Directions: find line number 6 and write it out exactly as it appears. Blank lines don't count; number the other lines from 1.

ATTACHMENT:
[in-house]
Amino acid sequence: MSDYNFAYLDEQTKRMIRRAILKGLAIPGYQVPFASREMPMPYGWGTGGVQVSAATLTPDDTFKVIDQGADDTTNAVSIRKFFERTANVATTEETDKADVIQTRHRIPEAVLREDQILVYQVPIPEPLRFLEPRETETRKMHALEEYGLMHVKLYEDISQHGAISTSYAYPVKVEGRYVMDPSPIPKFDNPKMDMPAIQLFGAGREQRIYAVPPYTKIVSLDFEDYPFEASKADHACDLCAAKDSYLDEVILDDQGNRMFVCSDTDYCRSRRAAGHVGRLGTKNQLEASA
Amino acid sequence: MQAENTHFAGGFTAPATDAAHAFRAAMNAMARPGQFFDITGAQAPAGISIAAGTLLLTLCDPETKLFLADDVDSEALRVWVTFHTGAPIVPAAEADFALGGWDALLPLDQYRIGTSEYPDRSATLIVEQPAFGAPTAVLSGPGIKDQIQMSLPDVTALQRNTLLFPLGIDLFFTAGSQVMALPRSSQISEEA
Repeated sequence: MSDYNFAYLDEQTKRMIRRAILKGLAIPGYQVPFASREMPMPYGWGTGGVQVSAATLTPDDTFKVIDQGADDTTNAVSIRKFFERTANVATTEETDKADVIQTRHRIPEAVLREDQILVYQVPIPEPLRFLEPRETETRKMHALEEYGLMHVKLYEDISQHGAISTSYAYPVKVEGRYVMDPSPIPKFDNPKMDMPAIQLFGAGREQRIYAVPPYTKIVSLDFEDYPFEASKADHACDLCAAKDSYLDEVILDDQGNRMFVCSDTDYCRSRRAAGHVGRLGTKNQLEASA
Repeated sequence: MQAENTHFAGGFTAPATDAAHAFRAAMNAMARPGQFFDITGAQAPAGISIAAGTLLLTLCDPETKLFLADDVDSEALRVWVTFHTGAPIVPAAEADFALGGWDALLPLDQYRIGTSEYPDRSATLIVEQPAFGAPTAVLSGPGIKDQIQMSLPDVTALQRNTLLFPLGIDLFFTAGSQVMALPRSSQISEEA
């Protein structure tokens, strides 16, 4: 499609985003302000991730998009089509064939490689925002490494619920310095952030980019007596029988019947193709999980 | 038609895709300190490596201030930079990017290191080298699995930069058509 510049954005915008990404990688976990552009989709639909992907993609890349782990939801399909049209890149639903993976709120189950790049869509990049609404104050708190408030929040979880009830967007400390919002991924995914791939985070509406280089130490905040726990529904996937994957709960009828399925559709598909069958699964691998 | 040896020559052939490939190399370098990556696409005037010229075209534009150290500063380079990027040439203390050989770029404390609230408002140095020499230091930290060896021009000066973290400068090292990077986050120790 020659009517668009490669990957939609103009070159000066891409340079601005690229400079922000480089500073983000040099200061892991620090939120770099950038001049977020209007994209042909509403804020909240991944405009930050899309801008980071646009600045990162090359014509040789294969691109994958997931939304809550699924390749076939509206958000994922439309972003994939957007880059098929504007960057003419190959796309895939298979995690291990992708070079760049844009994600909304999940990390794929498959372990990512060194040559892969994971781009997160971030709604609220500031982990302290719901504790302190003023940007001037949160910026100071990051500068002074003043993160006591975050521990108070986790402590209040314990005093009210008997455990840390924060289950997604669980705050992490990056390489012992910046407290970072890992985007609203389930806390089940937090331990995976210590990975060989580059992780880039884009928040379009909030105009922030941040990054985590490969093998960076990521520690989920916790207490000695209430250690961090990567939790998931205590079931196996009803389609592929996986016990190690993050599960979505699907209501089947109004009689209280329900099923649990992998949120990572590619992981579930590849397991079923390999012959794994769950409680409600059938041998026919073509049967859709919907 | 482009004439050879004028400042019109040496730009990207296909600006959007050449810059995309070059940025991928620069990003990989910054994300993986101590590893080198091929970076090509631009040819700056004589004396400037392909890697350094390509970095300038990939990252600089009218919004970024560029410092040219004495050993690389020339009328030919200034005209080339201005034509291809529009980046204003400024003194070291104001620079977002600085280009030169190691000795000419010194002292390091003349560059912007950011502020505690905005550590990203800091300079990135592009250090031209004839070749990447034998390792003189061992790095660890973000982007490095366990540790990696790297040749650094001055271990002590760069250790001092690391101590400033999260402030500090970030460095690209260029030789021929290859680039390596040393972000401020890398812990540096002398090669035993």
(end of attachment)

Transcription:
């Protein structure tokens, strides 16, 4: 499609985003302000991730998009089509064939490689925002490494619920310095952030980019007596029988019947193709999980 | 038609895709300190490596201030930079990017290191080298699995930069058509 510049954005915008990404990688976990552009989709639909992907993609890349782990939801399909049209890149639903993976709120189950790049869509990049609404104050708190408030929040979880009830967007400390919002991924995914791939985070509406280089130490905040726990529904996937994957709960009828399925559709598909069958699964691998 | 040896020559052939490939190399370098990556696409005037010229075209534009150290500063380079990027040439203390050989770029404390609230408002140095020499230091930290060896021009000066973290400068090292990077986050120790 020659009517668009490669990957939609103009070159000066891409340079601005690229400079922000480089500073983000040099200061892991620090939120770099950038001049977020209007994209042909509403804020909240991944405009930050899309801008980071646009600045990162090359014509040789294969691109994958997931939304809550699924390749076939509206958000994922439309972003994939957007880059098929504007960057003419190959796309895939298979995690291990992708070079760049844009994600909304999940990390794929498959372990990512060194040559892969994971781009997160971030709604609220500031982990302290719901504790302190003023940007001037949160910026100071990051500068002074003043993160006591975050521990108070986790402590209040314990005093009210008997455990840390924060289950997604669980705050992490990056390489012992910046407290970072890992985007609203389930806390089940937090331990995976210590990975060989580059992780880039884009928040379009909030105009922030941040990054985590490969093998960076990521520690989920916790207490000695209430250690961090990567939790998931205590079931196996009803389609592929996986016990190690993050599960979505699907209501089947109004009689209280329900099923649990992998949120990572590619992981579930590849397991079923390999012959794994769950409680409600059938041998026919073509049967859709919907 | 482009004439050879004028400042019109040496730009990207296909600006959007050449810059995309070059940025991928620069990003990989910054994300993986101590590893080198091929970076090509631009040819700056004589004396400037392909890697350094390509970095300038990939990252600089009218919004970024560029410092040219004495050993690389020339009328030919200034005209080339201005034509291809529009980046204003400024003194070291104001620079977002600085280009030169190691000795000419010194002292390091003349560059912007950011502020505690905005550590990203800091300079990135592009250090031209004839070749990447034998390792003189061992790095660890973000982007490095366990540790990696790297040749650094001055271990002590760069250790001092690391101590400033999260402030500090970030460095690209260029030789021929290859680039390596040393972000401020890398812990540096002398090669035993």